making obliquely

I’ve been reading about obliquity – how “our goals are best achieved when we approach them indirectly”. The author, John Kay, is an economist, and applies this mostly to science and business, which I like: it reminds me that making craft or art isn’t so different after all.
Stoneware former with writing used as doorstop
The first pot I ever wrote on was a throw-away – made as a kiln-support for a leaf-boat I was making. The leaf-boat is long gone but the writing remains, eight years later part of my mainstream work.detail of stoneware pot with inscribed writing
Kay sees the oblique approach as allowing iterative refinement of goals: “Success in recasting problems to achieve our objectives more effectively than we had conceived distinguishes the great from the merely competent and demonstrates why the direct approach is so often banal” (page 78).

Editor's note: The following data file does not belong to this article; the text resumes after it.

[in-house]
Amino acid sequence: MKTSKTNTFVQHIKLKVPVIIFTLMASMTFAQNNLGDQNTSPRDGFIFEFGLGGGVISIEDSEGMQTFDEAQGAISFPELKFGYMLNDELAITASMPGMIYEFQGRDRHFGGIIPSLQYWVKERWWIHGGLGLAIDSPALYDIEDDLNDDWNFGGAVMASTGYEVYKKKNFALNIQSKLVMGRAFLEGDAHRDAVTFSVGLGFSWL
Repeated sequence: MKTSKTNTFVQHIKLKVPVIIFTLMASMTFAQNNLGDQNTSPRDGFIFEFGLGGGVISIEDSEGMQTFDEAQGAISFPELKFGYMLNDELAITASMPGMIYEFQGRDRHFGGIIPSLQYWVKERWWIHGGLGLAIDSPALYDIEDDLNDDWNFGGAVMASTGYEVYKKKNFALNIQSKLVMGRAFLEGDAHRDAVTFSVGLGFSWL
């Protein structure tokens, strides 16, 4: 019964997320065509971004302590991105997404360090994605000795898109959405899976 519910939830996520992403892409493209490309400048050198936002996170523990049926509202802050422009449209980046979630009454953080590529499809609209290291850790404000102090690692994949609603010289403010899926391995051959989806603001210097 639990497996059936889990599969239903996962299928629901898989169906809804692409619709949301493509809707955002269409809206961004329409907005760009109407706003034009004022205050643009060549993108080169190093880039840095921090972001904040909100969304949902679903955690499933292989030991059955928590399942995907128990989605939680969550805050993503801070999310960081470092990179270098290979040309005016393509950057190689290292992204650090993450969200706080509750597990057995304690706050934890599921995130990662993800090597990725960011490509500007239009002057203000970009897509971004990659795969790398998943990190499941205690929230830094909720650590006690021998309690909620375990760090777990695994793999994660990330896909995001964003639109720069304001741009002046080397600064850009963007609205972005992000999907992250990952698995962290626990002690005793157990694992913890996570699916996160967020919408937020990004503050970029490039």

porcelain leaf, smoke fired porcelain leaf, smoke fired porcelain leaf, smoke fired This reminds me of the very great Tim Gallwey, whose Inner Game books tell you actually how to do it. I can’t believe he’s not more famous!

Patience is a necessity though: I’m still waiting for these leaves to somehow come back into my work.

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